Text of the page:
The Apocalypse Nosh Dog will be available through Thursday, July 24.

I will be traveling for the next two weeks (maybe one of my fellow Portland food bloggers will report on Mike Wiley’s contribution?), so my next bit of Blue Rooster coverage will be the hotly-anticipated Week 10 entry from Joe Ricchio.

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Erik Desjarlais’ Choucroute Dog (Blue Rooster Food Co. Summer Chef Series)

July 12, 2014

The week 7 entry in the Blue Rooster Food Co. Summer Chef Series is Erik Desjarlais’ (of Weft & Warp) Choucroute Dog. A play on a popular dish in Alsatian cuisine (choucroute garnie), it is easily one of the most satisfying hot dogs offered as part of the series to date. It is also one […]

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The Vinland Dog (Blue Rooster Food Co. Summer Chef Series)

July 6, 2014

Like many of you, I’m making the Sunday night transition back to full work weeks, sadly devoid of holidays and drunken, midday World Cup work stoppages*, so I’ll keep this week’s Blue Rooster update brief. The Week 6 hot dog—can you believe we’re almost at the halfway point already?— is David Levi’s Vinland Dog. Comprised of a […]

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Matt Brown’s Shepherd Dog (Blue Rooster Food Co. Summer Chef Series)

June 29, 2014

I’m a bit late with this week’s Blue Rooster update. Some friends from the Midwest came in for a visit, so I’ve been in tour guide/host mode for the last couple of days, dragging them to lighthouses, scavenging for bagels, noshing on the (always fantastic) lobster rolls from Bite Into Maine and jumping aboard the Lucky Catch Lobster […]

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Thurston’s Wicked Goood Burgers (Portland, ME)

June 22, 2014

Quick Note: In my original posting, I misidentified Thurston’s as sitting near Nason’s Corner rather than Woodford’s Corner. (As I live not far from either, I’m prone to confuse them). Thanks to reader Rachael for catching this error, which has now been corrected. In the eight years that I’ve lived in Portland, I don’t think […]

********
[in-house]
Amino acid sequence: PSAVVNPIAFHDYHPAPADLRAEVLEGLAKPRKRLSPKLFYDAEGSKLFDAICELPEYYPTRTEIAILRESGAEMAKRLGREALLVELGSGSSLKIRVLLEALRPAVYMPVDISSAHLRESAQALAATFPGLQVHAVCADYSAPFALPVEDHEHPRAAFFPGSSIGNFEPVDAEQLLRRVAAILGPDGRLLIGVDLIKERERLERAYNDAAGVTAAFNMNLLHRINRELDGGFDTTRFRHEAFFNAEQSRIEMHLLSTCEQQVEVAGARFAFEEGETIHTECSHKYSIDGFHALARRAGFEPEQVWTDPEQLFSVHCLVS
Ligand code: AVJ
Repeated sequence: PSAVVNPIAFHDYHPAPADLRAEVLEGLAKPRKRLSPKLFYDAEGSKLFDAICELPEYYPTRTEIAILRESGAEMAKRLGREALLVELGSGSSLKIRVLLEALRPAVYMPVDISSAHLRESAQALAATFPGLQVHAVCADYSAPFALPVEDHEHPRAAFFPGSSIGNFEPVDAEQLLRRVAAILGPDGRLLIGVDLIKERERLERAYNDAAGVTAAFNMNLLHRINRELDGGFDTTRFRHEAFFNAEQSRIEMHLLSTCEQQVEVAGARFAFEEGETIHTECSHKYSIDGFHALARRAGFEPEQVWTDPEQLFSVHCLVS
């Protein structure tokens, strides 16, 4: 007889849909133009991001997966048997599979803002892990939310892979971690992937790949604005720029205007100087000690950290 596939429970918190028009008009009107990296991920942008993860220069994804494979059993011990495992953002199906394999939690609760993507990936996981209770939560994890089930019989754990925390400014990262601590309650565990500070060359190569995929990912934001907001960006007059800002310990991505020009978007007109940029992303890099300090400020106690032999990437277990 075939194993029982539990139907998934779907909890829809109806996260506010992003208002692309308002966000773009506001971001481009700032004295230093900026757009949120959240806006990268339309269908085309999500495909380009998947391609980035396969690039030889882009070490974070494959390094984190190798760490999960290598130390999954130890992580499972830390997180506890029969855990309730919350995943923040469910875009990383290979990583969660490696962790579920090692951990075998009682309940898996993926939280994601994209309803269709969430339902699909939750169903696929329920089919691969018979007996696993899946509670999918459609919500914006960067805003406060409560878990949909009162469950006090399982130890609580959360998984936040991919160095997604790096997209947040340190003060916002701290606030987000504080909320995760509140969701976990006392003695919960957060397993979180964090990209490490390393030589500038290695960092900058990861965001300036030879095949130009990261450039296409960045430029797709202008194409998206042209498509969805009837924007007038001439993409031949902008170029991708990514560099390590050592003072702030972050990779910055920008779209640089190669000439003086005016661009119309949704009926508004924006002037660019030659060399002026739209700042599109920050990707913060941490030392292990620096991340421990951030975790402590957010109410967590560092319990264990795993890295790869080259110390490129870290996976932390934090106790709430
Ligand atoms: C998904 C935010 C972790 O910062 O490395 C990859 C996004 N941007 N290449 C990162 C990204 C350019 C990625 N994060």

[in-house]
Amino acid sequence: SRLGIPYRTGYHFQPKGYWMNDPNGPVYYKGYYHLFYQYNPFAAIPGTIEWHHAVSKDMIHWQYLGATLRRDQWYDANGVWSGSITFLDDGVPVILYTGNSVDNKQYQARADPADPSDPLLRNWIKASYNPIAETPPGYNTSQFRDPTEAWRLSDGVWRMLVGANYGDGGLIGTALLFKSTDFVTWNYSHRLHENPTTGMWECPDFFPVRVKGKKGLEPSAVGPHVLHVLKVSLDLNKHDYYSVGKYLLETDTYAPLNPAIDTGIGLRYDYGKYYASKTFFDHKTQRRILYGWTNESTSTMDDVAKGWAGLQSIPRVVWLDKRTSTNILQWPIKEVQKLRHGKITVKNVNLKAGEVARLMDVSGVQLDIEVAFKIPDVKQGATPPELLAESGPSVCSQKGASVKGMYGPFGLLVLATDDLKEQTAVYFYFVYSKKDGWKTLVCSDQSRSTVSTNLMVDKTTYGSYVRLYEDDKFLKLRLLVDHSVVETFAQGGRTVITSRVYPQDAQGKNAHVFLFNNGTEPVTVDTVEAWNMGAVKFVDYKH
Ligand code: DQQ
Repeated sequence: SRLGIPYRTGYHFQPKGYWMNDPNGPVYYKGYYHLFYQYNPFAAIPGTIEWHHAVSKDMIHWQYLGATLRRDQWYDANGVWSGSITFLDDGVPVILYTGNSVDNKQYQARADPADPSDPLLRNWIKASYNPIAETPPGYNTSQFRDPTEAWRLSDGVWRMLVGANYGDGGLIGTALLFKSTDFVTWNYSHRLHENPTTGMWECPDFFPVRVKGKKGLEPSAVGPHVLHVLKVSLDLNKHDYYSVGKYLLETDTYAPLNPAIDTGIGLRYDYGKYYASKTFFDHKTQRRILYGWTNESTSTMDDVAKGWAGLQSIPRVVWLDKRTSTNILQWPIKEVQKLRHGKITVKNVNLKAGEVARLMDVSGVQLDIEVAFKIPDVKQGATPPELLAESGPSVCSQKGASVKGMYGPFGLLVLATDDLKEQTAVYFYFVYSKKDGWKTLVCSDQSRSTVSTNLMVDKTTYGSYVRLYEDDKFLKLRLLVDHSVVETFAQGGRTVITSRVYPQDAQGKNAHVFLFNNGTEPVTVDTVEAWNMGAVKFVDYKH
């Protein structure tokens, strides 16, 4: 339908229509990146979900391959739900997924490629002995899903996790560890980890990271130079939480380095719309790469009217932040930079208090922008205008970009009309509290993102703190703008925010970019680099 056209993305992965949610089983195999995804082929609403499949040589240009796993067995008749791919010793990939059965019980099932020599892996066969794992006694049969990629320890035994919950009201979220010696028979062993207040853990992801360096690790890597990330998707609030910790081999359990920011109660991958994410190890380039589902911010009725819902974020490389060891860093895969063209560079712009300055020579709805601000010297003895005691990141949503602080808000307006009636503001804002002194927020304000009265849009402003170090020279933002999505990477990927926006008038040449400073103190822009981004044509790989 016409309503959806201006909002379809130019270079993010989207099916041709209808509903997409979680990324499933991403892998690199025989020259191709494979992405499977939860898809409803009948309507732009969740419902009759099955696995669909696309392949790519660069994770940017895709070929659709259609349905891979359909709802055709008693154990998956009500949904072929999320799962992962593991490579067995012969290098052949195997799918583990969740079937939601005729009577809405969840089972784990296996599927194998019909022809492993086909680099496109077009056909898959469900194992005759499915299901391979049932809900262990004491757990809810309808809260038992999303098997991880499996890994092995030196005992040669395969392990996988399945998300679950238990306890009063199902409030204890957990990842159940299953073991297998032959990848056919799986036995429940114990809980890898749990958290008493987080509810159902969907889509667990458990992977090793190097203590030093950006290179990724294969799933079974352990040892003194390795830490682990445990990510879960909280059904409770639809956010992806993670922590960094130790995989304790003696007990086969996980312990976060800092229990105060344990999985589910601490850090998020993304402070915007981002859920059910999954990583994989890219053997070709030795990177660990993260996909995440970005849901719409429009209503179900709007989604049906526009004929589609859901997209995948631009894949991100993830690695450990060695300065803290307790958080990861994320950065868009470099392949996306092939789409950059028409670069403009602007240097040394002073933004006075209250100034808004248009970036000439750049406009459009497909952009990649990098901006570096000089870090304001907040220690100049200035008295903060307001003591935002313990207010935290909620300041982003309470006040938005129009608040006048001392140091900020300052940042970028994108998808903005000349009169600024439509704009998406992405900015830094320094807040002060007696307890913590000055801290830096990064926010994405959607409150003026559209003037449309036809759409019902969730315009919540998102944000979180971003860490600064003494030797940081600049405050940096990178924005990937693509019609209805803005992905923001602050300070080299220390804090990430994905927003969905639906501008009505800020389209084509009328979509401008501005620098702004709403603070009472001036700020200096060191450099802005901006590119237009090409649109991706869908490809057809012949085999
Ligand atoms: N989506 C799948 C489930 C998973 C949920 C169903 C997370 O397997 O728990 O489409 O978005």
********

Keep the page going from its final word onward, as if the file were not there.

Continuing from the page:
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Steve Corry’s Truffle Mac Dog (Blue Rooster Food Co. Summer Chef Series)

June 21, 2014

Though we are a mere quarter of the way through the Blue Rooster Summer Chef Series, I find myself impressed with how unique each of the entries has been. All of the hot dogs have been decidedly different from the rest, with virtually no overlap in theme or ingredients (save for the bun and the hot dog itself, […]

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Fred Eliot’s French Connection (Blue Rooster Food Co. Summer Chef Series)

June 15, 2014

I’ve been pretty jazzed about the Week 3 hot dog at the Blue Rooster Food Co. It comes to us from Chef Fred Eliot of Petite Jacqueline. Despite my all-too-infrequent visits to PJ, I’m absolutely in love with this place. Whether you’re there for a weekend brunch, a mid-week lunch, a nighttime dinner or one […]

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The Sloppy Penatzer (Blue Rooster Food Co. Summer Chef Series)

June 10, 2014

The Week 2 hot dog in the Blue Rooster Food Co’s Summer Chef series is called the Sloppy Penatzer. It comes to us from Ricky Penatzer of the new’ish Portland Hunt and Alpine Club, an establishment that I’ve yet to visit due to my frenetic work travel schedule. Our week 2 hot dog embodies one […]

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Tao Yaun Dog (Blue Rooster Food Co. Summer Chef Series)

May 30, 2014

Having indulged in perhaps too many hot dogs during a recent trip to Chicago (Portillo’s, Hot Doug’s and Byron’s), I wasn’t sure whether I’d be up for more encased-meat goodness heading into this weekend. Nevertheless, I found myself parked within 30 yards of the Blue Rooster Food Co. a mere 40 minutes before the official […]